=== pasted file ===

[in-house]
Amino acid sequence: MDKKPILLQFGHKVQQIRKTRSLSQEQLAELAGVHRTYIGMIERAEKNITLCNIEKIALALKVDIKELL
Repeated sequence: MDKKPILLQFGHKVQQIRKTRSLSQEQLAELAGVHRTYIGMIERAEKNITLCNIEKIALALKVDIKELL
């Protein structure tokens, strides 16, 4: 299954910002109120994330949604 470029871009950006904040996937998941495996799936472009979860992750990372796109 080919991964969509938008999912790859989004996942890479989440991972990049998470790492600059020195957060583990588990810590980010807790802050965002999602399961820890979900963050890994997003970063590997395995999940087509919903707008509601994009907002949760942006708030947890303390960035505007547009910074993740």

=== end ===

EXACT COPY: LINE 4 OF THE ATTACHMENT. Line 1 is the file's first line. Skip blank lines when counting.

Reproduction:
């Protein structure tokens, strides 16, 4: 299954910002109120994330949604 470029871009950006904040996937998941495996799936472009979860992750990372796109 080919991964969509938008999912790859989004996942890479989440991972990049998470790492600059020195957060583990588990810590980010807790802050965002999602399961820890979900963050890994997003970063590997395995999940087509919903707008509601994009907002949760942006708030947890303390960035505007547009910074993740």